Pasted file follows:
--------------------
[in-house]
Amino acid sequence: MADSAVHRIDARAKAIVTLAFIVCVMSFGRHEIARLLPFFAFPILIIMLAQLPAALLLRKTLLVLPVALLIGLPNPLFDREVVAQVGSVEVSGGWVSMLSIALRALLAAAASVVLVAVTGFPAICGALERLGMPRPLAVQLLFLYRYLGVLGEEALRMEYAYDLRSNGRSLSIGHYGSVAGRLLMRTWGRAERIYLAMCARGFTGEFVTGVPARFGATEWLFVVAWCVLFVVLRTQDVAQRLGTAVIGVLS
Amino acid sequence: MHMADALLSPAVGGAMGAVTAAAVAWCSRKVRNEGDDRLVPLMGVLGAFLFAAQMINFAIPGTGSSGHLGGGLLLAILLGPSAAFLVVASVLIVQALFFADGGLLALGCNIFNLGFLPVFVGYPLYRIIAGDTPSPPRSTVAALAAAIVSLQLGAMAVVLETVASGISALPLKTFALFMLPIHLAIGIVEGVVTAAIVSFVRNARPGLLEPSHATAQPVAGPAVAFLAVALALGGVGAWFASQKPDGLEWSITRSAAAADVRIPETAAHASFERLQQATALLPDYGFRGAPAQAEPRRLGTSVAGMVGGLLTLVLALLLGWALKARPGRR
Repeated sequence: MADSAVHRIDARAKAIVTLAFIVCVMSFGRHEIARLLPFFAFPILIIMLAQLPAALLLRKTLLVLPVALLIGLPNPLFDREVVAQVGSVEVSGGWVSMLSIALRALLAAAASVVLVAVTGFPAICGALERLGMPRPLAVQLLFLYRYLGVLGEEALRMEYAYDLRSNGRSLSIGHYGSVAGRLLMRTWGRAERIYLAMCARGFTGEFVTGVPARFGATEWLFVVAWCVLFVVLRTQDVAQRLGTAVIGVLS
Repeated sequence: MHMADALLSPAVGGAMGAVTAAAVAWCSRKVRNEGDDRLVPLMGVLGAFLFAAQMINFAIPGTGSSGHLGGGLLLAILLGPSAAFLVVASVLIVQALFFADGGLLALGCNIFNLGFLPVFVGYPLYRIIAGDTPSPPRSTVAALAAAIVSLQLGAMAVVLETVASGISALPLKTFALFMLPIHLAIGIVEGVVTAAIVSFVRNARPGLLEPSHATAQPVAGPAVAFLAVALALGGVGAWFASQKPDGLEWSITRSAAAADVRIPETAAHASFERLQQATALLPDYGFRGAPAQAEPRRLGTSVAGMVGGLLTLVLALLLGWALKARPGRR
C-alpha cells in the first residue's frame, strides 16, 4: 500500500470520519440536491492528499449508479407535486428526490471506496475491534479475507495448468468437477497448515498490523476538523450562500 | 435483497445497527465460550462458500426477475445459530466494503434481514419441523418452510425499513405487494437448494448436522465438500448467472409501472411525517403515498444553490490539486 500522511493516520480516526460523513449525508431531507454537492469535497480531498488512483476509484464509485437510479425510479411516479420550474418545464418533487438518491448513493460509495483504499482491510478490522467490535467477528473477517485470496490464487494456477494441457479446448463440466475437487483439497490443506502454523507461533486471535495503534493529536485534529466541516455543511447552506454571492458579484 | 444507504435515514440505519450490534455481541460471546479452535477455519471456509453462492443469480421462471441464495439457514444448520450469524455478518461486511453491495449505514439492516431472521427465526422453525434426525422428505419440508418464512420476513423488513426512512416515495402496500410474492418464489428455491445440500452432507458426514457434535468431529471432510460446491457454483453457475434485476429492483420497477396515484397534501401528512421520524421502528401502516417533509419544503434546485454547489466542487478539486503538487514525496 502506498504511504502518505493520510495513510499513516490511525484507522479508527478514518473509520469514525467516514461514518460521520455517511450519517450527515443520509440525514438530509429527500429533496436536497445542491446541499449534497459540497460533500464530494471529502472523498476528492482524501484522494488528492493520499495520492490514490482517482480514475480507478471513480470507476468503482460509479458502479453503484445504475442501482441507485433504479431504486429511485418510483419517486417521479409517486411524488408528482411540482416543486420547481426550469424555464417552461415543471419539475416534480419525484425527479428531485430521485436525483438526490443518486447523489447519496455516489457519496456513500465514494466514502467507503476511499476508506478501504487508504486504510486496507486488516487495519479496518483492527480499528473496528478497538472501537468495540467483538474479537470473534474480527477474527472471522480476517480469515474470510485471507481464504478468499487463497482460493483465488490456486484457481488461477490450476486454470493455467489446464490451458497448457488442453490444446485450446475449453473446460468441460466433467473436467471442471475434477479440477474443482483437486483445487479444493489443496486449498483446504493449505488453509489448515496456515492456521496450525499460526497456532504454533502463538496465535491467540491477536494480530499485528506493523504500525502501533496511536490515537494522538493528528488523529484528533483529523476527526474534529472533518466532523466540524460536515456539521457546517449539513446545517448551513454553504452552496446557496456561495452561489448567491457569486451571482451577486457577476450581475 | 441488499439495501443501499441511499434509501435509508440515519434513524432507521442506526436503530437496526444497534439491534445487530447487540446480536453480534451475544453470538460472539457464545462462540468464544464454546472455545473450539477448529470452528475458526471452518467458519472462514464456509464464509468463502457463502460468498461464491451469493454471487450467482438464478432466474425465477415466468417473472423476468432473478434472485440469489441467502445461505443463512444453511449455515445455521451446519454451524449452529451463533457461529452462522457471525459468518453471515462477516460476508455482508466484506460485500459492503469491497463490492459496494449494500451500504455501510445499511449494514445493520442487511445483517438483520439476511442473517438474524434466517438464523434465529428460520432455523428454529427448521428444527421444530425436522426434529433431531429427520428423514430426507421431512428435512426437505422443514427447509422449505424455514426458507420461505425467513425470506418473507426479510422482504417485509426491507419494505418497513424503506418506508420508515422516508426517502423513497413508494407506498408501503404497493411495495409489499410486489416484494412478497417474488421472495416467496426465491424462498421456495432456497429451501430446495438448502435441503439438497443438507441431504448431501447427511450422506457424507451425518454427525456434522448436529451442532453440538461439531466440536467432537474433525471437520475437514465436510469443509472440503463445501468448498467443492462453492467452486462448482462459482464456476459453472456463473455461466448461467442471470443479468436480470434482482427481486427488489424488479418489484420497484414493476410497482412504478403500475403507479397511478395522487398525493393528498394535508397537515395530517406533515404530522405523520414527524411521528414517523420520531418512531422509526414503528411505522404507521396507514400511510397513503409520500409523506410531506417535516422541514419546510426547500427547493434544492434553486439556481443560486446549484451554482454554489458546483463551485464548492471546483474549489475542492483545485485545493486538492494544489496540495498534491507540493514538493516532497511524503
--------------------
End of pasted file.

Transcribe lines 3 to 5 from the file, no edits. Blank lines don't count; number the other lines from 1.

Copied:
Amino acid sequence: MHMADALLSPAVGGAMGAVTAAAVAWCSRKVRNEGDDRLVPLMGVLGAFLFAAQMINFAIPGTGSSGHLGGGLLLAILLGPSAAFLVVASVLIVQALFFADGGLLALGCNIFNLGFLPVFVGYPLYRIIAGDTPSPPRSTVAALAAAIVSLQLGAMAVVLETVASGISALPLKTFALFMLPIHLAIGIVEGVVTAAIVSFVRNARPGLLEPSHATAQPVAGPAVAFLAVALALGGVGAWFASQKPDGLEWSITRSAAAADVRIPETAAHASFERLQQATALLPDYGFRGAPAQAEPRRLGTSVAGMVGGLLTLVLALLLGWALKARPGRR
Repeated sequence: MADSAVHRIDARAKAIVTLAFIVCVMSFGRHEIARLLPFFAFPILIIMLAQLPAALLLRKTLLVLPVALLIGLPNPLFDREVVAQVGSVEVSGGWVSMLSIALRALLAAAASVVLVAVTGFPAICGALERLGMPRPLAVQLLFLYRYLGVLGEEALRMEYAYDLRSNGRSLSIGHYGSVAGRLLMRTWGRAERIYLAMCARGFTGEFVTGVPARFGATEWLFVVAWCVLFVVLRTQDVAQRLGTAVIGVLS
Repeated sequence: MHMADALLSPAVGGAMGAVTAAAVAWCSRKVRNEGDDRLVPLMGVLGAFLFAAQMINFAIPGTGSSGHLGGGLLLAILLGPSAAFLVVASVLIVQALFFADGGLLALGCNIFNLGFLPVFVGYPLYRIIAGDTPSPPRSTVAALAAAIVSLQLGAMAVVLETVASGISALPLKTFALFMLPIHLAIGIVEGVVTAAIVSFVRNARPGLLEPSHATAQPVAGPAVAFLAVALALGGVGAWFASQKPDGLEWSITRSAAAADVRIPETAAHASFERLQQATALLPDYGFRGAPAQAEPRRLGTSVAGMVGGLLTLVLALLLGWALKARPGRR